A hyperbola is the locus of a point in a plane which moves in the plane in such a way that the ratio of its distance from a fixed point (called focus) in the same plane to its distance from a fixed line (called directrix) is always constant which is always greater than unity.
The constant ratio is generally denoted by ‘e’ and is known as the eccentricity of the hyperbola.
Every hyperbola has a second focus and second directrix.
The difference of the focal distances of any point on a hyperbola is constant and is equal to the length of transverse axis of the hyperbola.
On account of this property, a second definition of the hyperbola is:
A hyperbola is the locus of a point which moves in such a way that the difference of its distance from two fixed points (foci) is always constant.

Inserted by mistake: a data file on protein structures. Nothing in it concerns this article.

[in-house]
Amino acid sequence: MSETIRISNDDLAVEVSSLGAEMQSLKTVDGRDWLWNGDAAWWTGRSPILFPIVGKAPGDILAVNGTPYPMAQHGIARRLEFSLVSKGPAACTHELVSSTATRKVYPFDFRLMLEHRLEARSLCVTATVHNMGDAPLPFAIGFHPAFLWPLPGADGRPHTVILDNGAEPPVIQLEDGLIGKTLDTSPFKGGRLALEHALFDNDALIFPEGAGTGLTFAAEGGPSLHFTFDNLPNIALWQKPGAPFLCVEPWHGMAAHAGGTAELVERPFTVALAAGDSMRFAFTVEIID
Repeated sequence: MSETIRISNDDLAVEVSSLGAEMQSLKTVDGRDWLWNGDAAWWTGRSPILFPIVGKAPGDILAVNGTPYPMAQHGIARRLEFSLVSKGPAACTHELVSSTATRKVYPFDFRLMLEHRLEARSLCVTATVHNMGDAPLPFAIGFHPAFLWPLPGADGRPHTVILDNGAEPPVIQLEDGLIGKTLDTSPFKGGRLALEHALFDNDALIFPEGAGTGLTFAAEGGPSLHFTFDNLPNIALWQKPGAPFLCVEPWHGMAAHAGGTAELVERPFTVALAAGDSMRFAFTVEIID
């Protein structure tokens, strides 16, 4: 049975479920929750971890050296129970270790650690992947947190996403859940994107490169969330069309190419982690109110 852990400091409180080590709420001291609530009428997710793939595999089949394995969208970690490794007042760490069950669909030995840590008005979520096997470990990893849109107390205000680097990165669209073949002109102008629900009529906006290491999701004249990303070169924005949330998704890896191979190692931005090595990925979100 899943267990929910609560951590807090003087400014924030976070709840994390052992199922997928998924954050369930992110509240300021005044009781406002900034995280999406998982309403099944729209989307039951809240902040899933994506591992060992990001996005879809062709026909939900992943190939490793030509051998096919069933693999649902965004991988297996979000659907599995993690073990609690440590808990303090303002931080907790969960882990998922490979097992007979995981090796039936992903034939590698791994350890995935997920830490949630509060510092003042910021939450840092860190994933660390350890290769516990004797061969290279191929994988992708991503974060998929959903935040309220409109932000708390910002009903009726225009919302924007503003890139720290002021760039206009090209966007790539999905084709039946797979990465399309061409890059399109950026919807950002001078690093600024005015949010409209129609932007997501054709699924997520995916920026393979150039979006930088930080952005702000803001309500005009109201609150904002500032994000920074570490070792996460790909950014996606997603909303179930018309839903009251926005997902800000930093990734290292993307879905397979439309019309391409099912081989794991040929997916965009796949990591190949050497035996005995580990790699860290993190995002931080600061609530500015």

Conjugate hyperbola: The hyperbola whose transverse and conjugate axes are respectively the conjugate and transverse axes of a given hyperbola is called the conjugate hyperbola of the given hyperbola.
Director circle: is the locus of points from which perpendicular tangents are drawn to the given hyperbola.
Asymptotes: An asymptote to a curve is a straight line, at a finite distance from the origin, to which the tangent to a curve tends as the point of contact goes to infinity. In other words, asymptote to a curve touches the curve at infinity.
Rectangular hyperbola: A hyperbola whose asymptotes are right angles to each other is called a rectangular hyperbola.